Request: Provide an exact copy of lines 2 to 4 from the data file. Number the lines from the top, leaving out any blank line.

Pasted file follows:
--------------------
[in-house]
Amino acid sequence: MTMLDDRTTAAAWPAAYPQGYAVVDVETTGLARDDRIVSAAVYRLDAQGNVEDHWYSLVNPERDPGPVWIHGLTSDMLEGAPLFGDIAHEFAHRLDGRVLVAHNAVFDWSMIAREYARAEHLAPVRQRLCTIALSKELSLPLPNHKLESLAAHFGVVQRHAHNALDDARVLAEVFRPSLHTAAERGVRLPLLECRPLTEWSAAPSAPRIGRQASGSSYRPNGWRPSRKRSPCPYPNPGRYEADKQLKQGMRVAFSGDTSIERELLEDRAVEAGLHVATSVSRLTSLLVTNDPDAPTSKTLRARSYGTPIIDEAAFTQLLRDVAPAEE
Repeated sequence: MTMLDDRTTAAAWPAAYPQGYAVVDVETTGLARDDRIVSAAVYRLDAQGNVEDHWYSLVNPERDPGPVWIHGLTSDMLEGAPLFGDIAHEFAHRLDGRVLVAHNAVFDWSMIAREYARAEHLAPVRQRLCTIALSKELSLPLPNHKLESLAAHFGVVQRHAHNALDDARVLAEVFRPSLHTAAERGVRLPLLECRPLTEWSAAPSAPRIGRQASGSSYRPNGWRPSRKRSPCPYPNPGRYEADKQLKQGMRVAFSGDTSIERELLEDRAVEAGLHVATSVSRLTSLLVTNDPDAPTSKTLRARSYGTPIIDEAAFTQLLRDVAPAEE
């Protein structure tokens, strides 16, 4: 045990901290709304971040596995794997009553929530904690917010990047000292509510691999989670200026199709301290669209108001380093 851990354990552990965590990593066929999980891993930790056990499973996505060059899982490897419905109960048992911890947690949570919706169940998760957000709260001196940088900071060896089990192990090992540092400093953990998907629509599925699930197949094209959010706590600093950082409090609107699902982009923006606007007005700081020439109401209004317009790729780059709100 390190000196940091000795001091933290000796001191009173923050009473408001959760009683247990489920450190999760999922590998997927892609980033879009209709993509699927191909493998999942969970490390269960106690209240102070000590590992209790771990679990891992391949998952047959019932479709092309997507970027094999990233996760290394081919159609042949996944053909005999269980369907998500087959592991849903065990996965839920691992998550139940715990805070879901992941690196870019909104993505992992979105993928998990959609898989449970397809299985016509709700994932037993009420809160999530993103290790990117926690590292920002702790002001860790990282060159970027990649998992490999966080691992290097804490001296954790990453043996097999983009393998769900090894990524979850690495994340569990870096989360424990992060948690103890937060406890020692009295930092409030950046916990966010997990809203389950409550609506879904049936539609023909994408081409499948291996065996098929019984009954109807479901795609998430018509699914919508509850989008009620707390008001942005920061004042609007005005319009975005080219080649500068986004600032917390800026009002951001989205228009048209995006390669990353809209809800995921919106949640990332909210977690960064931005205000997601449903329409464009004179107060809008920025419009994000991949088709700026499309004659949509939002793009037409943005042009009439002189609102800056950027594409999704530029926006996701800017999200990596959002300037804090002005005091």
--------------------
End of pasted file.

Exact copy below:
Amino acid sequence: MTMLDDRTTAAAWPAAYPQGYAVVDVETTGLARDDRIVSAAVYRLDAQGNVEDHWYSLVNPERDPGPVWIHGLTSDMLEGAPLFGDIAHEFAHRLDGRVLVAHNAVFDWSMIAREYARAEHLAPVRQRLCTIALSKELSLPLPNHKLESLAAHFGVVQRHAHNALDDARVLAEVFRPSLHTAAERGVRLPLLECRPLTEWSAAPSAPRIGRQASGSSYRPNGWRPSRKRSPCPYPNPGRYEADKQLKQGMRVAFSGDTSIERELLEDRAVEAGLHVATSVSRLTSLLVTNDPDAPTSKTLRARSYGTPIIDEAAFTQLLRDVAPAEE
Repeated sequence: MTMLDDRTTAAAWPAAYPQGYAVVDVETTGLARDDRIVSAAVYRLDAQGNVEDHWYSLVNPERDPGPVWIHGLTSDMLEGAPLFGDIAHEFAHRLDGRVLVAHNAVFDWSMIAREYARAEHLAPVRQRLCTIALSKELSLPLPNHKLESLAAHFGVVQRHAHNALDDARVLAEVFRPSLHTAAERGVRLPLLECRPLTEWSAAPSAPRIGRQASGSSYRPNGWRPSRKRSPCPYPNPGRYEADKQLKQGMRVAFSGDTSIERELLEDRAVEAGLHVATSVSRLTSLLVTNDPDAPTSKTLRARSYGTPIIDEAAFTQLLRDVAPAEE
């Protein structure tokens, strides 16, 4: 045990901290709304971040596995794997009553929530904690917010990047000292509510691999989670200026199709301290669209108001380093 851990354990552990965590990593066929999980891993930790056990499973996505060059899982490897419905109960048992911890947690949570919706169940998760957000709260001196940088900071060896089990192990090992540092400093953990998907629509599925699930197949094209959010706590600093950082409090609107699902982009923006606007007005700081020439109401209004317009790729780059709100 390190000196940091000795001091933290000796001191009173923050009473408001959760009683247990489920450190999760999922590998997927892609980033879009209709993509699927191909493998999942969970490390269960106690209240102070000590590992209790771990679990891992391949998952047959019932479709092309997507970027094999990233996760290394081919159609042949996944053909005999269980369907998500087959592991849903065990996965839920691992998550139940715990805070879901992941690196870019909104993505992992979105993928998990959609898989449970397809299985016509709700994932037993009420809160999530993103290790990117926690590292920002702790002001860790990282060159970027990649998992490999966080691992290097804490001296954790990453043996097999983009393998769900090894990524979850690495994340569990870096989360424990992060948690103890937060406890020692009295930092409030950046916990966010997990809203389950409550609506879904049936539609023909994408081409499948291996065996098929019984009954109807479901795609998430018509699914919508509850989008009620707390008001942005920061004042609007005005319009975005080219080649500068986004600032917390800026009002951001989205228009048209995006390669990353809209809800995921919106949640990332909210977690960064931005205000997601449903329409464009004179107060809008920025419009994000991949088709700026499309004659949509939002793009037409943005042009009439002189609102800056950027594409999704530029926006996701800017999200990596959002300037804090002005005091």